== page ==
Supporters of the self-proclaimed "interim president" keep asking for U.S. intervention in Venezuela.
As thousands of supporters of Venezuelan President Nicolas Maduro gathered in Caracas to mark the 20th anniversary of the Bolivarian revolution, opposition groups attended a rally led by “interim president” Juan Guaido carrying more than one symbol in support of interventionism.
In Punto Fijo, the biggest city in the northern Falcon state, people raised a U.S. flag alongside the Venezuelan flag. After the National Assembly, in judicial contempt, proclaimed Guaido as “interim president” and declared Maduro an “usurper,” the United States rushed to recognize him as the new head of state of Venezuela, followed by a number of right-wing Latin American governments.
While Guaido has gained support from some governments, international organizations such as the Organization of American States (OAS) and the United Nations refused to recognize him as “interim president” and still recognize Maduro as the legitimate leader of the South American country.
For the Venezuelan government, its allies and international analysts, recognizing a man nobody voted for as “interim president” amounts to interventionism in the nation's internal affairs.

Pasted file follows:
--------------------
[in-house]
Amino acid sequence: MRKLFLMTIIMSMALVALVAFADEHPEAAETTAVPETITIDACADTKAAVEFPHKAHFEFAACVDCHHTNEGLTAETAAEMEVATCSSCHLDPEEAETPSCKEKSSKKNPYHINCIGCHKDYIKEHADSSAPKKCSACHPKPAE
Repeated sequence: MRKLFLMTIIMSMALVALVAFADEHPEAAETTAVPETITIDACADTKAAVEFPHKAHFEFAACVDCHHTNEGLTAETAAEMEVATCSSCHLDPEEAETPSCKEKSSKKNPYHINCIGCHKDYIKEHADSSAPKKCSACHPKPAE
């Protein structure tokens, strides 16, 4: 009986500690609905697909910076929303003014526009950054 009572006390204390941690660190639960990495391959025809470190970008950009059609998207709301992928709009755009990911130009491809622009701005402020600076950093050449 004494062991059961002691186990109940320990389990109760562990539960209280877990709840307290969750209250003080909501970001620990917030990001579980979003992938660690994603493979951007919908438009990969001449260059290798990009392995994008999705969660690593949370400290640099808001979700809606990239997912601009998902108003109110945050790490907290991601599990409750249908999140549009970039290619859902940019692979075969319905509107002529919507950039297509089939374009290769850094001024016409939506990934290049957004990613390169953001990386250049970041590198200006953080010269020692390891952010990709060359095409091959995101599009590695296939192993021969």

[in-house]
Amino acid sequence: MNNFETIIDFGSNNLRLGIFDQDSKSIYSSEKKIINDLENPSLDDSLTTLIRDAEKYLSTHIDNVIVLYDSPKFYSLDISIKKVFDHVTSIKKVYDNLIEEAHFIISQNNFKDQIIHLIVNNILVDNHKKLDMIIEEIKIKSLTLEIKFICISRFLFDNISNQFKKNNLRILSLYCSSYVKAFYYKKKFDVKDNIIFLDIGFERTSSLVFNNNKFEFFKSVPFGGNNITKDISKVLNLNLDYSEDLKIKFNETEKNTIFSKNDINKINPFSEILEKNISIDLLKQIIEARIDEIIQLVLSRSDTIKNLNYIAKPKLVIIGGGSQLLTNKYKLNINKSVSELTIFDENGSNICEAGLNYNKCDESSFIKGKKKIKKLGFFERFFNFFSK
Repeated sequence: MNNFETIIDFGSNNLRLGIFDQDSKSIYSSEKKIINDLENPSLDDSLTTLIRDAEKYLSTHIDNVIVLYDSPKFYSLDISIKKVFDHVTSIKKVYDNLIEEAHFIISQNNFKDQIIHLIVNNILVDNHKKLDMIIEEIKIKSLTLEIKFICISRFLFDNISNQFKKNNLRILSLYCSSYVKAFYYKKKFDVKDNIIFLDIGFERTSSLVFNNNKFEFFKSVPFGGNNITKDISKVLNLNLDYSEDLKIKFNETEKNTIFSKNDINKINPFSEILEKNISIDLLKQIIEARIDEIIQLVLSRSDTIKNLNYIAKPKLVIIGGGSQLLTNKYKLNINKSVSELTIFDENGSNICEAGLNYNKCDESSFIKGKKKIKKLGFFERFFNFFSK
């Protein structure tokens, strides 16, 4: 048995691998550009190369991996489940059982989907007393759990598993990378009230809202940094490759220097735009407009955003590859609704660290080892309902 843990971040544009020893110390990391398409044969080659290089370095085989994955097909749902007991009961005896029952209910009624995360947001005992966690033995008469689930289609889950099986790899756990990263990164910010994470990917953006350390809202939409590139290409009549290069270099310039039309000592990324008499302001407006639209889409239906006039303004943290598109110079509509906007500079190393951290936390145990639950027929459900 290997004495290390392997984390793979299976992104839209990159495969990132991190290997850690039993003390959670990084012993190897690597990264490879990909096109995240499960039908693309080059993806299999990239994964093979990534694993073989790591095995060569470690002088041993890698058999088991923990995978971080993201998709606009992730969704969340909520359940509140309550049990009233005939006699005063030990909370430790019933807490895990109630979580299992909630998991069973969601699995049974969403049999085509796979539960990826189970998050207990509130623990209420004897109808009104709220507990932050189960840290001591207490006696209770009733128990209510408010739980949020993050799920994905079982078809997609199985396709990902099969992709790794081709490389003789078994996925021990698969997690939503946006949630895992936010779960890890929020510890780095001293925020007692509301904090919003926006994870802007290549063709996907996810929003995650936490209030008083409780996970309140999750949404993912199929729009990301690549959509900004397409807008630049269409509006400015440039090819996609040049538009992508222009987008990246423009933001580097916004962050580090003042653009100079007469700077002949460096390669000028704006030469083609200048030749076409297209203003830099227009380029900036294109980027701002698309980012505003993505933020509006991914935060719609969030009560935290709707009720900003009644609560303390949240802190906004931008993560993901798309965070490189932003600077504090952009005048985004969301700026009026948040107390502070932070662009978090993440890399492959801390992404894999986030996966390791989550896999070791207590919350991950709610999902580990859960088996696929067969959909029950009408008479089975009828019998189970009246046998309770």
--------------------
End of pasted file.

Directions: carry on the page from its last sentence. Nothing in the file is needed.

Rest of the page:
Also, the background screen for the stage from where Guaido spoke to the crowd for moments depicted an Israeli flag, as documented by several local news outlets.
Israel is a close ally of the United States and responsible for human rights violations and war crimes against the Palestinian people, whose territory continues to be seized by settlers despite international condemnation.
In Caracas, a man wearing a mask of U.S. President Donald Trump attended the opposition rally, attracting cameras from local and international outlets and more than one wanting to take a selfie.
Trump’s administration has been leading the international interventionist efforts against the Venezuelan people and has multiple times suggested a possible military option to topple President Maduro, an opinion echoed by some in his closest circle.
Meanwhile, Maduro’s supporters gathered at Bolivar Avenue, where the president called for a dialogue with the opposition in order to reach a peaceful solution to the current political stand-off.
“Leave the path of Yankee interventionism, stop calling the war, stop supporting a coup that has already failed. The coup failed and they (the United States) do not realize it," he told the opposition.
Maduro greeted the call for a dialogue by the governments of Uruguay, Mexico, and the U.N.’s Antonio Guterres, and announced parliamentary elections in order to restore the National Assembly, in contempt since 2016.